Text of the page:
Air Force Nursing - page 2

by EllTee2B

16,796 Views | 17 Comments

I know this question has probably been answered a few times on here, but it's probably outdated. What I really wanna know is it still near impossible to get into the Air Force as a new grad. I start a BSN program in September.... Read More


  1. 0
    SunSurfRN why do you say that there's a better shot going reserves over active duty? Just curious.
  2. 2
    Do you have a job? If you start applying now, you will have 1+years of experience by the time they get you in. Network where you work for any guard or reserve nurses to give you a personal connection. Guard and reserve depend on your civilian experience, the better you have the better your chance. If you have the attitude that you will use your experience to serve versus using the Air Force to get experience you will do much better in my opinion. I hope you make it, I love working with prior enlisted officers. You are so valuable to know both sides of the fence. Good luck.
    lindarn and EllTee2B like this.
  3. 0
    I work right now but it's not as a nurse. My program starts in September. So I'm hoping, as you suggested, to use my enlisted experience to help me serve better. I'm also currently in the reserves as an aircraft mechanic. I don't know if that will help or hurt though.
  4. 1
    I was listening to the radio today, and thought of this post. There was a service announcement seeking to recruit nurses and doctors for the airforce reserve. I don't know if that stands for the active duty airmen, but worth a shot in calling.
    bigsick_littlesick likes this.
  5. 2
    Hi!
    I am currently a flight medic in the Air Force Reserves, and I was previously on active duty. I am graduating nursing school in May, and will be putting in a commissioning packet soon. I can answer some of your questions. The Air Force does not accept associate degrees in nursing. They will only accept a BSN, it does not matter if you have a ADN/ASN and a Bachelor's degree in a different field. ONLY BSN. Just going to prepare everyone for a long wait. You will put in a packet for commissioning either Reserve, Guard, or Active Duty. If accepted you will wait for a COT date. COT is 4 weeks at Maxwell AFB, AL. You do not have to attend the 12 week OTS. For Reserves, there is a program called RCOT which is shorter, but with budget cuts, there are limited classes. There are currently several nurses in my Reserve unit who have been waiting for a regular COT date for about 10-12 months. The process is long and slow. Hope you are a patient person. It is well worth the wait. I love serving in the Air Force, but the old motto "hurry up and wait" is very true. If you prefer a specialty nursing, you must have at least 1 year of clinical experience (ER needs 1 year of level 1 trauma). If you don't have experience you will be put where they need you. So you could get lucky and get ER, but more than likely it will be Med Surg or clinics. It's all luck of the draw on openings. If you have more questions let me know.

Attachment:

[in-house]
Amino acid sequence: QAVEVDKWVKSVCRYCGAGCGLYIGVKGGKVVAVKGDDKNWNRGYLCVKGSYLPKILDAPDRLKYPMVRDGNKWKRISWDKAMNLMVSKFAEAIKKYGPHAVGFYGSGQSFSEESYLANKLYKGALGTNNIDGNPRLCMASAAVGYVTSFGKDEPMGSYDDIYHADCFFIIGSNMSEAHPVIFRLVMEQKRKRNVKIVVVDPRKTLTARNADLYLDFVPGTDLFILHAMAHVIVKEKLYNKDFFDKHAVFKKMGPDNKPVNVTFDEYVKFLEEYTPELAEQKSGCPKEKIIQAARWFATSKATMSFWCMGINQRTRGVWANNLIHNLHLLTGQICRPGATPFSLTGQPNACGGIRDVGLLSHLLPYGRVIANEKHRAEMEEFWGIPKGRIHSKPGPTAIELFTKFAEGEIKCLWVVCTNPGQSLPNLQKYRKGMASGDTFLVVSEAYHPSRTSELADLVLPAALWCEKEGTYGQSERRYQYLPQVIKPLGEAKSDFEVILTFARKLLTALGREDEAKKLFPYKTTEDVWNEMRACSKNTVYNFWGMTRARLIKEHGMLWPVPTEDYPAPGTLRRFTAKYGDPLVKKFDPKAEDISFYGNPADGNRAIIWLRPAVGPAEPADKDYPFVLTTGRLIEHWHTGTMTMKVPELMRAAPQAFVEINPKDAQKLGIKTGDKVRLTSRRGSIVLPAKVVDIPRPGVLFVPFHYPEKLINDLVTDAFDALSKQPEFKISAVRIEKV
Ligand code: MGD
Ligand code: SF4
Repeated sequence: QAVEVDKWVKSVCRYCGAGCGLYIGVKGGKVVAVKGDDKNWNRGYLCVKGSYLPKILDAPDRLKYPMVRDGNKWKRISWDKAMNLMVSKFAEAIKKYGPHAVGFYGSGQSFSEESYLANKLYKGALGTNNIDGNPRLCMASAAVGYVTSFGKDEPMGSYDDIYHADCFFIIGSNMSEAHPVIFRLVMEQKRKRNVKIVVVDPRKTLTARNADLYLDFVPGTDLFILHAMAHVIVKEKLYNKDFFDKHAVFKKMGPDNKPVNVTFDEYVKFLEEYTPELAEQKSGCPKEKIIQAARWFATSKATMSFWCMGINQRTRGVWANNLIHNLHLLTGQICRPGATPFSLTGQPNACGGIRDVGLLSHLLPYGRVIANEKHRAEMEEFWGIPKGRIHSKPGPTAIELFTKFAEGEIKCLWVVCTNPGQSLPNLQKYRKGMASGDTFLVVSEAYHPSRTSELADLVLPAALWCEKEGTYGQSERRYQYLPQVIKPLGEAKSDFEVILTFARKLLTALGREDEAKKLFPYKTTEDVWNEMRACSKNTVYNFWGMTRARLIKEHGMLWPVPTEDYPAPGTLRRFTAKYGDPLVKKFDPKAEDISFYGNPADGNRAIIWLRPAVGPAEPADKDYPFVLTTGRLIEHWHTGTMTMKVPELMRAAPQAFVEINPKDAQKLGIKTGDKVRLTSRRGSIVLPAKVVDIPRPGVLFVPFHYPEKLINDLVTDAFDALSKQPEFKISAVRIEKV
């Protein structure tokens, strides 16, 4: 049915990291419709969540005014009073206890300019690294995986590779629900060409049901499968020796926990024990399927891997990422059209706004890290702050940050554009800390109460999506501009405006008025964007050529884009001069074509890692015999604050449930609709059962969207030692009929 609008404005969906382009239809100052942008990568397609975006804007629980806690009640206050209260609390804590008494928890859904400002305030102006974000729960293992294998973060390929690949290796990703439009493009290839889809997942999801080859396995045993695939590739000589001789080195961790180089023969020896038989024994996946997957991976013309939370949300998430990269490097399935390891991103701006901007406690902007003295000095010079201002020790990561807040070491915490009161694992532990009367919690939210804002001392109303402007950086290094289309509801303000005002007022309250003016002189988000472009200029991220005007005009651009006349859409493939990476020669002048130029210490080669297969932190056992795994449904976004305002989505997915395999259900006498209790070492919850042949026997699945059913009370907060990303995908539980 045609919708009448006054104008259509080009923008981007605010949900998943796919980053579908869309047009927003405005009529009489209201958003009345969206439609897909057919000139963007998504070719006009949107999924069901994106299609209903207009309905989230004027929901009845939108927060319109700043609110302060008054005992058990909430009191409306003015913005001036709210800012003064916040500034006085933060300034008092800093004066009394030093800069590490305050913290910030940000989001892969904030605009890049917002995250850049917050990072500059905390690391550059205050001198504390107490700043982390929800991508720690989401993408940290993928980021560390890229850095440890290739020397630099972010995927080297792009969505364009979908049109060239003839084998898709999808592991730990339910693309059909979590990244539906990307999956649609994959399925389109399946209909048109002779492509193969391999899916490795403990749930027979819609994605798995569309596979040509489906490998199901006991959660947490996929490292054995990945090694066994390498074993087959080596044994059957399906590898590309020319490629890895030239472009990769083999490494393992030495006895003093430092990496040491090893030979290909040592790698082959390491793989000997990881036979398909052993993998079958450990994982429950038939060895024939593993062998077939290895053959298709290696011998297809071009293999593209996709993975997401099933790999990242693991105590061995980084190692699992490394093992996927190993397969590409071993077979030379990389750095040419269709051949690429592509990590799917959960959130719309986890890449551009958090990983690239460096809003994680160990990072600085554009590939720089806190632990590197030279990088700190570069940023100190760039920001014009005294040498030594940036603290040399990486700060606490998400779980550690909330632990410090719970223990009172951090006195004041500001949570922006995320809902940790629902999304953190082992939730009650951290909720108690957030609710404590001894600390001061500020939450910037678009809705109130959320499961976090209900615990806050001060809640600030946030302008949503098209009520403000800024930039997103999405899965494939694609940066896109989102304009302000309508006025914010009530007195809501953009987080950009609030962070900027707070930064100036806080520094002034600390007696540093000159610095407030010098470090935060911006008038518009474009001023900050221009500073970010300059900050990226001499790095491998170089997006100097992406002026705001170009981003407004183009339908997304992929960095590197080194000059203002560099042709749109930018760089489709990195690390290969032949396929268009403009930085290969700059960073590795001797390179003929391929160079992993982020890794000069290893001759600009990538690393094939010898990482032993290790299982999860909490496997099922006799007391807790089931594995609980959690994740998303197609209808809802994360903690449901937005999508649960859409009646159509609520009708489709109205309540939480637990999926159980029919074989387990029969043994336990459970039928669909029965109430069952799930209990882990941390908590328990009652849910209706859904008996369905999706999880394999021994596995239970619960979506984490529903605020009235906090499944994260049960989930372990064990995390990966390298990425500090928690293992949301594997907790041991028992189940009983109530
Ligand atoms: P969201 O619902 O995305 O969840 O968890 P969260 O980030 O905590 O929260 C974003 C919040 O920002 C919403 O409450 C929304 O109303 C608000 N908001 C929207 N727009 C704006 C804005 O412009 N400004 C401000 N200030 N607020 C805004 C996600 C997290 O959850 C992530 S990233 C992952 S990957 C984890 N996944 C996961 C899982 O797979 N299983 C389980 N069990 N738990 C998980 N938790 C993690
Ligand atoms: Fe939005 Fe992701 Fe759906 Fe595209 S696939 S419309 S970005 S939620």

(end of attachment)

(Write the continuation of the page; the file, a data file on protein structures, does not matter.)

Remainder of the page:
bigsick_littlesick and lindarn like this.
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    Thanks for all the info bamabellae. I am an RN with a BSN degree and I have 3 years experience in dialysis. Will I get accepted if I join the AF active duty now?
  7. 0
    Frankly: Ask a recruiter, not this forum. You never know until you actually fill out the papers and push through the process.
  8. 0
    There is still a process you have to go through that does not guarantee your acceptance unfortunately. They have a limited number of spots in the Nurse Corps each year that many people are applying for. I just completed the process and waiting on my package to go up to the board which they review and say yay or nay or wait listed.


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